My favorite part of making the Ricotta Gnocchi for the Daring Cooks challenge was finally having a reason to give making my own cheese a go. Let me tell you, it is a breeze, probably the easiest thing ever. Why does making cheese sound so scary? Well, let me start by saying that I completely screwed it up the first round. I should preface this with letting you know that I can't make rice or Macaroni and cheese out of a box either. I think it is that I am just boiling water challenged. So, the first time I made the ricotta I followed the directions from Ricki Carroll's Home Cheese Making, I had also ordered some powdered citric acid from her company as well. Let me say that I really felt like the directions were a bit sparse. Now that I have been successful at Ricotta Cheese making they seem as clear as day, but with no cheese experience there really was not enough information. I ended up dumping the first batch down the drain as once I got to the curdling point it just didn't seem like there was anything there to strain. Maybe this has something to do with growing up a little too close to Wisconsin, but when it says curds I am picturing something large, well like cheese curds (you know, the cheddar ones that squeek when you eat them). The finished product just seemed like a grainy broth.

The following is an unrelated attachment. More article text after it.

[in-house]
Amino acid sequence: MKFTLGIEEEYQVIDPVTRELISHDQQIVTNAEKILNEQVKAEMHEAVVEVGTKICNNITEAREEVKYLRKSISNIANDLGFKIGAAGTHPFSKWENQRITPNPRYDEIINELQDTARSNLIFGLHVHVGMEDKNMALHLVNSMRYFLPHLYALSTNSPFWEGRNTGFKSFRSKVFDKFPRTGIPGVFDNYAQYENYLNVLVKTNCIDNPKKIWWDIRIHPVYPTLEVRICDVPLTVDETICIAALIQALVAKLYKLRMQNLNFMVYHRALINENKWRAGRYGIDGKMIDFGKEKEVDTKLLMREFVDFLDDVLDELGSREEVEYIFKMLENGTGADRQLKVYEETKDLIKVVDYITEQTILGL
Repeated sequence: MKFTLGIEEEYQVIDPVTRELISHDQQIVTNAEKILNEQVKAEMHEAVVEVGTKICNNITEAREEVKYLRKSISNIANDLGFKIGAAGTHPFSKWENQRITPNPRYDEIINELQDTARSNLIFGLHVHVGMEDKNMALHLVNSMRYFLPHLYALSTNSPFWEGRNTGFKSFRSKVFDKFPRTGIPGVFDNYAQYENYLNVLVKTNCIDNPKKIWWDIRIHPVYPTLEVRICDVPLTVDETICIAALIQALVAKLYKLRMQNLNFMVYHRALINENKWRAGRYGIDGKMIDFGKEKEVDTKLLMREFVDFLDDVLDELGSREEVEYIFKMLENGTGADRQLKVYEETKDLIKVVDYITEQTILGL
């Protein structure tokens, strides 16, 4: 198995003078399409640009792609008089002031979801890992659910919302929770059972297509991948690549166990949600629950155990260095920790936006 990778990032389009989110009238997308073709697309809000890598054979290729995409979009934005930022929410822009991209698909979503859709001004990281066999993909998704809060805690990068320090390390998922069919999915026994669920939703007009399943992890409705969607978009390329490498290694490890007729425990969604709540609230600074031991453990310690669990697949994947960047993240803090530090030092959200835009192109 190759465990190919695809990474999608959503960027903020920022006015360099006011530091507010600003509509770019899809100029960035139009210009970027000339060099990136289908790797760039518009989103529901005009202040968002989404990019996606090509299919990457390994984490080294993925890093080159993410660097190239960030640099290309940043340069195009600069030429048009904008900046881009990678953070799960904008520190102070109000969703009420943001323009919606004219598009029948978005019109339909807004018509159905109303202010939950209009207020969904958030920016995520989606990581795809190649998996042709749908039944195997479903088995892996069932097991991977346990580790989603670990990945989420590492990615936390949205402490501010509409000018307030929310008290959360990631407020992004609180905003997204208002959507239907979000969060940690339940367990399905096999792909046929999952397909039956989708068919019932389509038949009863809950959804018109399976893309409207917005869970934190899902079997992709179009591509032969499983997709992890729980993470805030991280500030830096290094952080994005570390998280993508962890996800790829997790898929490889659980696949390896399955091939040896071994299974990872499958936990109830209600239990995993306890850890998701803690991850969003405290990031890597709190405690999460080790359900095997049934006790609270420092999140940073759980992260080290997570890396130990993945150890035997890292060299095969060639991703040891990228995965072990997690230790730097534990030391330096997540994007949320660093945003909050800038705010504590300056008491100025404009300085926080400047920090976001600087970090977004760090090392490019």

A few days later a friend mentioned seeing a recipe for Ricotta Cheese in a back issue of Gourmet magazine. I liked the idea that this one used actual lemon juice, rather than the powdered citric acid. So I gave it another go and pretty much ended up with the same outcome, except I actually thought it through before dumping the mixture down the drain. I realized that 8 cups of milk only makes 2 cups of cheese, so it probably was going to be a little watery. I ran it through the cheesecloth and let it drain about 4 hours for the gnocchi and voile...beautiful ricotta cheese. Really easy and probably the best ricotta cheese I have ever tasted. Quite honestly I never liked ricotta cheese all that much before, but this is good...
adapted from Gourmet Magazine
8 cups whole milk
1 teaspoon salt
3 tablespoons fresh lemon juice
Line quart size colander with several layers of cheesecloth; set in a larger bowl. Bring milk and salt to simmer in heavy large saucepan over medium heat. Stir in lemon juice. Reduce heat and let simmer, stirring continuously until very small curds (I would call them grains, the size of sesame seeds) form, 1 to 2 minutes.
Pour curdled milk into cheesecloth lined colander and let drain one hour (for gnocchi I just transfered the colander to the fridge after an hour with a bowl underneath to keep draining for another three hours). Transfer curds to a bowl. Cover and chill until cold and ready to use. Fresh ricotta only keeps for about two days, use as soon as possible.